Underfloor Heating Information
Underfloor Heating Information - ThermoFloor Installation
Depending on your particular circumstances and preferences, there are several ways to install radiant heating systems into floors.
Remember, the two main forms of radiant floor heating are the 'wet' system which use a heated liquid circulated through tubing installed in the flooring, and the 'dry' system, which uses electrical coils, wires, or mats as the heating element in the floor.
Underfloor Heating: Concrete
Installed in Wet Concrete Slab This is a wet (hydronic) radiant floor system where a radiant mat, tubing or cable system is implanted directly into a concrete foundation slab. This is also known as a 'slab on grade' installation method. This radiant heating system is usually installed during new home construction while the concrete foundation is being poured, and usually requires a thickness of 4 inches. Installation by a professional contractor is recommended for the installation of radiant heat in a wet concrete slab.
Wet Concrete Overlay Installation: Another type of radiant heat utilizing concrete is a wet concrete overlay installation. This method involves laying hydronic tubing (electric cables or mats can also be used) into a thin concrete overlay. The heating elements are laid first, and then the concrete is poured over them. This method uses a thinner layer of concrete, from 3/8' to 1-1/4' thick. It can be used in new home construction as well as home renovations. As with the wet concrete slab installation method, the wet concrete overlay method should also be installed by a professional contractor.
Subfloor Installations: There are situations where using a concrete-based radiant flooring system isn't practical, such as a home renovation, or if a concrete floor would prove to be too heavy. In these instances, there are options for installing the heating elements directly on top of, or underneath, the subfloor.
Radiant Heat Installed Over Subfloor: There are both wet (hydronic) and dry (electric) radiant systems for this type of installation. Electric mesh mats or wires can easily be installed directly under the floor covering material, or hydronic tubing or electric cables that are sandwiched between the concrete or wood subfloor and the plywood or cement board underlayment. Some of these types of systems also utilize metal or aluminum sheets to better conduct heat into the room. These types of installations are suitable for new homes or existing home renovations, and are often easily done by a do-it-yourselfer.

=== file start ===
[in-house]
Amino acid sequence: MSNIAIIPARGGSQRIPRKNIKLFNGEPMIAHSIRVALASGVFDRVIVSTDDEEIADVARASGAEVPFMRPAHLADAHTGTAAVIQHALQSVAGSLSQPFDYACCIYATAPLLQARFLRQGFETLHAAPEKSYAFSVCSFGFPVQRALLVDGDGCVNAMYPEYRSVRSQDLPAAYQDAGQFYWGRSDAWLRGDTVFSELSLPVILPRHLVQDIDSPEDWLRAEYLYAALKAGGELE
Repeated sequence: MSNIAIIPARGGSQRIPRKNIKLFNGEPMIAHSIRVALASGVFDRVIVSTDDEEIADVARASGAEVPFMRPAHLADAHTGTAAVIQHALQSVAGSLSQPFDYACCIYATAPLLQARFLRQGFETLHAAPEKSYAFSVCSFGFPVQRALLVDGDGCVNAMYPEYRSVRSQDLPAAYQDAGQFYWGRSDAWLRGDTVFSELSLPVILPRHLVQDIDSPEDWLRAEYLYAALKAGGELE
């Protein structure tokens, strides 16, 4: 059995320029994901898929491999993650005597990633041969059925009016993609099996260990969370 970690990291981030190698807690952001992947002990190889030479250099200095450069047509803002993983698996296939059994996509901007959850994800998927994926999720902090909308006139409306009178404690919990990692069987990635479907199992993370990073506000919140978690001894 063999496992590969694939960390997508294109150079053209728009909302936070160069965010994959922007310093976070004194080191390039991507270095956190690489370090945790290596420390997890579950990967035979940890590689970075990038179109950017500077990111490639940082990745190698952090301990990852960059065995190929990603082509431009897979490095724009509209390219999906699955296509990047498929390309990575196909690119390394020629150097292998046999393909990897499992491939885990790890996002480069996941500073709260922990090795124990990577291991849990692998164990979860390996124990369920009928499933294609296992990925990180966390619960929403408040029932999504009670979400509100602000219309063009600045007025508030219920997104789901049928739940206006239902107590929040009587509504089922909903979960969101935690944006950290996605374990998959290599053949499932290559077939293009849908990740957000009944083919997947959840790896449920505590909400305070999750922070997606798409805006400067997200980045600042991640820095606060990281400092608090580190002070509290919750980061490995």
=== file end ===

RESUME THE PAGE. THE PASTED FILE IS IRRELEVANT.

Radiant Heat Installed Under Subfloor: If the subfloor is accessible from its underside, you can install radiant floor heating underneath the subfloor. Installing the heating system on the underside of the subfloor leaves it accessible in the event repairs are ever needed, a distinct advantage over other methods of installation. This installation method involves attaching or hanging hydronic or electric radiant heating elements from the underside of the existing subfloor, in the spaces between the floor joists.
With under subfloor radiant heating, it is recommended that insulation be installed below the radiant heating elements, to reflect all heat upwards into the room above. Metal plates can also be used to further diffuse the heat. While it can be installed on new homes, this type of installation method is more typically used in existing home renovations, and can be often by done by the homeowner.
Radiant Floor Heating Systems with Built-In Subfloor: There are pre-manufactured radiant floor heating systems available that serve as both the subfloor and the heating system. They are also known as structural radiant subfloor's. These pre-made subfloor units have grooves in them where the hydronic or electric radiant heating elements are laid during installation. These radiant systems are easier to install than other wet installations (such as those using concrete), but still require a professional installation.
Underfloor Heating Information - Important Things to Consider:
- Floor Elevations: Some radiant floor heating systems (such as the wet concrete slab types) can elevate a floor by a couple of inches. If this is an issue with your home design, dry electrical radiant heating systems are a much thinner (1/8' or less) option.
- Local Building Codes: many areas require a building license to install a new heating system, especially if it involves a boiler, as many radiant floor heating systems do. Check your local codes before beginning to plan and invest in a radiant floor heating system.
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